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Possessory title

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The court recently gave notice of the assignment of His Lordship the Honourable Justice Albert Matthew to St. Vincent and the Grenadines specifically to deal with the matters pertaining to possessory titles. He will take up his assignment from the 1st day of September and his court will commence work from September 18, 2006 when the new law term begins. Justice Matthew was a High Court Judge and justice of the Court of Appeal in the OECS. We congratulate Justice Matthew on his appointment and extend a warm welcome to SVG.{{more}}

Quite a great deal of land in St. Vincent and the Grenadines has in the past been transferred by way of possessory title. Many of our fore parents transferred land by way of a receipt on a scrap of paper and in many cases these receipts could not be found with the effect that there were no legal titles. The beneficiaries in many cases have sought to rectify this with the registration of a declaration of possession. The old law provided for a declaration to be made by persons who have been in occupation of private land for more than 12 years and crown lands for more than 30 years.

The Limitation Act prevents a person from recovering land that has been under the control of another “after the expiration of twelve years from the date on which the right of action accrued to some person.”

A person who owns land must therefore be alert and vigilant in maintaining a presence. If he allows another to occupy his property or part thereof without making a claim he may find that he loses it to some one who is claiming adverse possession. A rent-paying tenant who defaults and stays over for twelve years or more cannot claim adverse possession.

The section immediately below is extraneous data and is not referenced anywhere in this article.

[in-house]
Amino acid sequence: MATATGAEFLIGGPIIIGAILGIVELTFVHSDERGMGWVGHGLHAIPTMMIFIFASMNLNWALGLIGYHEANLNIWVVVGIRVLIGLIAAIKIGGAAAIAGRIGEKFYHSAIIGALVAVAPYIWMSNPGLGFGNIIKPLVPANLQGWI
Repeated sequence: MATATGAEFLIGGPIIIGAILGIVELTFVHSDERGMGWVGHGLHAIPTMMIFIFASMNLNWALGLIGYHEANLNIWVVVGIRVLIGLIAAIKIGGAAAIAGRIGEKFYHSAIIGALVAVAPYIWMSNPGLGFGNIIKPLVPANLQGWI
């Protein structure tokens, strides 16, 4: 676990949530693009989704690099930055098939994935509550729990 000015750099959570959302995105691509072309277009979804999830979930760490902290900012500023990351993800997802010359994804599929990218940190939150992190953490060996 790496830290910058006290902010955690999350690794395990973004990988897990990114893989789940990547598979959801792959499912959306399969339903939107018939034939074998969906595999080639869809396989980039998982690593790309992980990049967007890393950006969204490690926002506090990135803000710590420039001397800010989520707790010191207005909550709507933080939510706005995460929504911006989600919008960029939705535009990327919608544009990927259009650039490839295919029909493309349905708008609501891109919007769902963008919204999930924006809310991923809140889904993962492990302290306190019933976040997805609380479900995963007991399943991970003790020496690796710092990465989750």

With the pressure of modern life and especially family and job commitments it may be possible for the owner of lands especially those living abroad to be out of touch with lands to which they may have gained possession. The possession of land requires eternal vigilance. The new law on possessory titles purports to provide a more equitable system so that land may not be transferred without the knowledge of the true owners.

The Possessory Title Act, No. 38 of 2004, was enacted in December 2004. It provides for an application to be made to the court for a title to land that is held by adverse possession. The new act describes ‘adverse possession” as “factual possession of an exclusive and undisturbed nature of a piece or parcel of land in Saint Vincent and the Grenadines for a continuous period of 12 years or more accompanied by the requisite intention to possess the said land as owner thereof.”

The Possessory Title Unit is under the jurisdiction of the High Court of Justice and applications have to be made in prescribed form. According to Section 3 (2) without prejudice to the Limitation Act, possessory title cannot be obtained for crown lands.

The act provides a transparent approach to the transfer of land so that persons with interest will have knowledge of the purported transfer. In this way they would have an opportunity to contest such transfer if they so desire

One of the positive results is that the recipient of the new possessory title will be able to use the land so acquired as collateral for loan from the bank since this was not possible with the title secured by registration of declaration.

• Ada Johnson is a solicitor and barrister-at-law.

E-mail address is: exploringthelaw@yahoo.com

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